*ai)desi/a, *(ermei/ou gunh/. au(/th h)=n me\n prosh/kousa ge/nei tw=| mega/lw| *surianw=|, kalli/sth kai\ a)ri/sth gunaikw=n tw=n e)n *)alecandrei/a|: ta\ me\n h)/qh tw=| a)ndri\ paraplhsi/a, a(plh= kai\ gennai/a kai\ dikaiosu/nhs ou)de\n h(=tton h)\ swfrosu/nhs e)pimelhqei=sa dia\ bi/ou panto/s: to\ de\ e)cai/reton au)th=s filo/qeon kai\ fila/nqrwpon. dia\ tou=to kai\ para\ du/namin eu)= poiei=n e)pexei/rei tou\s deome/nous, w(/ste kai\ tou= *(ermei/ou teleuth/santos e)pi\ paisi\n o)rfanoi=s a)poleifqei=sa tw=n au)tw=n ei)/xeto dapanhma/twn ei)s ta\s eu)poii/+as. toiga/rtoi kai\ u(po/xrewn toi=s ui(e/si to\n bi/on e)poi/hsen, e)f' w(=| kai\ me/myasqai/ tines au)th\n e)pexei/roun. h( de\ e(/na qhsauro\n h(goume/nh th=s a)mei/nonos e)lpi/dos, ei)/ tis e)qe/loi toi=s i(eroi=s kai\ e)pieike/sin a)nqrw/pois e)pikoufi/zein ta\ a)/xqh th=s xrhsmosu/nhs, ou)deno\s e)fei/deto dia\ to\n e)/leon th=s kata\ ta\ a)nqrw/peia tu/xhs: toigarou=n h)ga/pwn au)th\n kai\ tw=n politw=n oi( ponhro/tatoi. ma/lista de\ tw=n ui(e/wn e)pemelei=to ta\ peri\ filosofi/an, o)regome/nh th\n tou= patro\s e)pisth/mhn au)toi=s paradou=nai kaqa/per klh=ro/n tina patrw/|as ou)si/as. h(/ ge kai\ th\n dhmosi/an tw=| patri\ si/thsin didome/nhn toi=s paisi\ diefu/lace ne/ois e)/ti ou)=sin, w(s e)filoso/fhsan: o(/per ou)k i)/smen ou)de\ a)ndrw=n e(/teron pepoihko/ta, mh/ti ge dh\ gunaikw=n. h)=n ga\r para\ pa=si timh\ kai\ ai)dw\s ou)k o)li/gh th=s *ai)desi/as. a)ll' e)pei\ kai\ sune/pleuse toi=s ui(e/sin *)aqh/naze stellome/nois e)pi\ filosofi/an, e)qau/masen au)th=s th\n a)reth\n o(/ te a)/llos xoro\s tw=n filoso/fwn kai\ o( korufai=os *pro/klos. au(/th e)sti\n *ai)desi/a, h(\n ko/rhn ou)=san e)/ti tw=| *pro/klw| kategguh/sein e)/mellen o( *suriano/s, ei) mh\ qew=n tis a)pekw/lusen e)pi\ ga/mon o(rmh=sai to\n *pro/klon. ta\ de\ pro\s qeo\n eu)sebh\s ou(/tw kai\ i(era/, kai\ to\ o(/lon fa/nai qeofilh/s, w(/ste pollw=n e)pifaneiw=n a)ciou=sqai. h( de\ *ai)desi/a toiau/th h)=n kai\ diebi/w pa/nta to\n bi/on u(po\ qeou= te kai\ a)nqrw/pwn a)gapwme/nh kai\ e)painoume/nh. kai\ tau/thn e)pi/stamai grau=n gunai=ka, kai\ e)p' au)th=| teqnew/sh| to\n e)pi\ tw=| ta/fw| le/gesqai nomizo/menon e)/painon e)pedeica/mhn h(rwikoi=s e)/pesi kekosmhme/non e)/ti ne/os w)\n to/te kai\ komidh= meira/kion. tau/ths de\ pai=des a)po\ tou= *(ermei/ou new/teros me\n *(hlio/dwros, presbu/ths de\ *)ammw/nios. ou(=tos me\n ou)=n eu)fue/steros h)=n kai\ filomaqe/steros, o( de\ a(plou/steros kai\ e)pipolaio/teros e)/n te toi=s h)/qesin e)/n te toi=s lo/gois. a)/mfw me\n ga\r e)filosofhsa/thn u(po\ *pro/klw| meta\ th=s mhtro\s w(s au)to\n a)fikome/nw paidagwgou/shs. kai\ o( *pro/klos au)toi=s prosei=xe to\n nou=n e)pimele/steron w(s paisi\n *(ermei/ou, fi/lou te kai\ e(tai/rou a)ndro/s, paisi\ de\ *ai)desi/as, th=s ge/nei *surianw=| proshkou/shs kai\ a(/ma sfi/si to\ thnikau=ta parou/shs. a)fi/keto me\n dh\ su\n au)toi=s *)aqh/naze kai\ *(ie/rac o( *sunesi/ou a)delfo/s.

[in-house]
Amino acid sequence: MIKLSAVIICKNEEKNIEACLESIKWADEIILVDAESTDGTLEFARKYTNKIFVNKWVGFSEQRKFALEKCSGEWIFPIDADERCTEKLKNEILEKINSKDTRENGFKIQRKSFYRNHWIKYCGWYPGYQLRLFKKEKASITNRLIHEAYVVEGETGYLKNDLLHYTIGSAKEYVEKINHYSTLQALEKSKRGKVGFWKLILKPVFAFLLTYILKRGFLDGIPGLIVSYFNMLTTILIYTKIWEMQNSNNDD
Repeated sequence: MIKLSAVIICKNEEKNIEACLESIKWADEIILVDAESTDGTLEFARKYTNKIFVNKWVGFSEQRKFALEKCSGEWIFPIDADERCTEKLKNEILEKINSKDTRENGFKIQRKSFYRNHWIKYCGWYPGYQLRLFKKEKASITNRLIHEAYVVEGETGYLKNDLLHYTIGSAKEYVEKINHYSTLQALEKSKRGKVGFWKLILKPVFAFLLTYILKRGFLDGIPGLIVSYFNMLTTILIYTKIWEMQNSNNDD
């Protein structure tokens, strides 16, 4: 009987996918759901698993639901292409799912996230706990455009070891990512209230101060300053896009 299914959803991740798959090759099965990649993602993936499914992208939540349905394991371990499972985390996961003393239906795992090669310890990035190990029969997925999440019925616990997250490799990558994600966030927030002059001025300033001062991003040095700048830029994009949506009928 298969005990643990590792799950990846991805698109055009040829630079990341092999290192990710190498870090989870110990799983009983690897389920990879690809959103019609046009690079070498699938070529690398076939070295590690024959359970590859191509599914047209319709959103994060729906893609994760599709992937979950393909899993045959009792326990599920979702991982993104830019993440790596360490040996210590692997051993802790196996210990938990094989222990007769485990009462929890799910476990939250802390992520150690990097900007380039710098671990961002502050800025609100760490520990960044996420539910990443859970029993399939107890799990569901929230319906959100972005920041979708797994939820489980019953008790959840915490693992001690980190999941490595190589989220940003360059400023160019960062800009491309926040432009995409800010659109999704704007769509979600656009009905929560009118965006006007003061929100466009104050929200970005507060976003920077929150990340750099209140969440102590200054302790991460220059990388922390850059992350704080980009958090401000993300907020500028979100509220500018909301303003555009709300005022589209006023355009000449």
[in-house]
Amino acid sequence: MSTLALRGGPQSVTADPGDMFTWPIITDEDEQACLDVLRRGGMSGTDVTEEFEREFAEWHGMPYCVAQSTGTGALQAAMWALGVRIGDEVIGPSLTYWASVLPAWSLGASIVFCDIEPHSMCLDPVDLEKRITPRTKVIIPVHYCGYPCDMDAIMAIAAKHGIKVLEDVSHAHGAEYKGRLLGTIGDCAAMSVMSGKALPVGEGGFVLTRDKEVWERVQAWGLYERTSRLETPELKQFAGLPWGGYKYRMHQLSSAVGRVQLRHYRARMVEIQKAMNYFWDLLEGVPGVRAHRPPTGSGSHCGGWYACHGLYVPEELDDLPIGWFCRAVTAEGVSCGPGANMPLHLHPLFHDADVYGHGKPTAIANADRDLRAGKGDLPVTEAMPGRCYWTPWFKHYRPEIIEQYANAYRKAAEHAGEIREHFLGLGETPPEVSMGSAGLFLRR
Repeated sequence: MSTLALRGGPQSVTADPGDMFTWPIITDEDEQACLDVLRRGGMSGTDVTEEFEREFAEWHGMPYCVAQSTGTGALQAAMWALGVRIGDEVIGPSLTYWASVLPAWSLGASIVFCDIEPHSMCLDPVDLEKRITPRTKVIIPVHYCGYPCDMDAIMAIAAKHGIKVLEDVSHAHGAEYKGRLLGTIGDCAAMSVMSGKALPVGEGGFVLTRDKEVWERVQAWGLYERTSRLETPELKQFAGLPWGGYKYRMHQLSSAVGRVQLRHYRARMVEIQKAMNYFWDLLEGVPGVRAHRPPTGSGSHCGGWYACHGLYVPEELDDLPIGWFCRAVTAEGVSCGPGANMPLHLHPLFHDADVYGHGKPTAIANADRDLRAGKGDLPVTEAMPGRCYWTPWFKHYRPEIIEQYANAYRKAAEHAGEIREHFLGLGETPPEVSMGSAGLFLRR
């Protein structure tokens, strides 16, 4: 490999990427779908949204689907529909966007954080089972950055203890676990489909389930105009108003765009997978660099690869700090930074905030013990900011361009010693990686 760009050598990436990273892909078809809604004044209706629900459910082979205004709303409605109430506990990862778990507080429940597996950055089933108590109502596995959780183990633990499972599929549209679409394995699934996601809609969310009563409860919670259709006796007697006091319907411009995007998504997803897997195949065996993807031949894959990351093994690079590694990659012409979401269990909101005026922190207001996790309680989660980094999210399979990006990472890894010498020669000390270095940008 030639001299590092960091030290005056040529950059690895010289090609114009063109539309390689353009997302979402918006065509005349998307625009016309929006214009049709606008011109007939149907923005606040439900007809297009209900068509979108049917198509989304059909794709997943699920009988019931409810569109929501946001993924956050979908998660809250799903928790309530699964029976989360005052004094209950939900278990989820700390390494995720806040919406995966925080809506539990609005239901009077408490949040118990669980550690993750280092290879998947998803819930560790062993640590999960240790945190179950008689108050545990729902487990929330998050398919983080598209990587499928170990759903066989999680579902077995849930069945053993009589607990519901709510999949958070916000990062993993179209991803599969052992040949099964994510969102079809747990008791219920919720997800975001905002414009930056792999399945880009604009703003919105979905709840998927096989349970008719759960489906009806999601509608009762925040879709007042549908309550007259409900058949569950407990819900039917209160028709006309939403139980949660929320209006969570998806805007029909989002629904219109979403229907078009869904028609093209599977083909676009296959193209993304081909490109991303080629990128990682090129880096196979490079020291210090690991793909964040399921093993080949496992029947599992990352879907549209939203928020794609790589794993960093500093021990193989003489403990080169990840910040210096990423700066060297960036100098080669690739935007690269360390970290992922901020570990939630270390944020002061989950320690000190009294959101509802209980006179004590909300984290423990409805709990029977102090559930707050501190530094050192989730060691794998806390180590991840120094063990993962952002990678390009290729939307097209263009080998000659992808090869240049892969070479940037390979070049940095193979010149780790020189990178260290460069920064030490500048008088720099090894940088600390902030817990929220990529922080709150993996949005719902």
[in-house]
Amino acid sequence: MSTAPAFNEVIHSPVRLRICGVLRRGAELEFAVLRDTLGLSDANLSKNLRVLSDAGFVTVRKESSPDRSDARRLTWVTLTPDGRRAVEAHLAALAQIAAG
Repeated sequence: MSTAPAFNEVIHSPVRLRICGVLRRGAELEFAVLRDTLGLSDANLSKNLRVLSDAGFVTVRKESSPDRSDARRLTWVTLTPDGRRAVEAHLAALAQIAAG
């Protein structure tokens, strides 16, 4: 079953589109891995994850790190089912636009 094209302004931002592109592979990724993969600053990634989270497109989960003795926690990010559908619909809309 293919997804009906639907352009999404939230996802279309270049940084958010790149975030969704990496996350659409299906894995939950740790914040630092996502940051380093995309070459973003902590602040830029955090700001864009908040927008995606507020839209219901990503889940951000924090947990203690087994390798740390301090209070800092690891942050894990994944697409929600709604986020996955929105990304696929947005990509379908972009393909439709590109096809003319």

Damascius, Life of Isidore fr. 124 Zintzen (75 Asmus).
[1] epsilon 3035, epsilon 3036 (cf. also pi 2251, pi 137, alpha 4497, gamma 453).
[2] sigma 1662.
[3] Or following Bekker in reading e(/ws for w(s, "until they began to study philosophy".
[4] pi 2473.
[5] alpha 1639.
Keywords: biography; children; daily life; definition; economics; ethics; gender and sexuality; geography; history; law; philosophy; religion; women
Translated by: William Hutton on 29 October 2002@13:57:40.
Vetted by:
Catharine Roth on 29 October 2002@23:50:19.
David Whitehead (updated core reference; restorative cosmetics) on 30 October 2002@03:14:23.
David Whitehead (another keyword) on 16 November 2005@08:05:35.
David Whitehead (more keywords) on 22 November 2005@09:57:15.
David Whitehead (cosmetics) on 11 May 2012@06:55:14.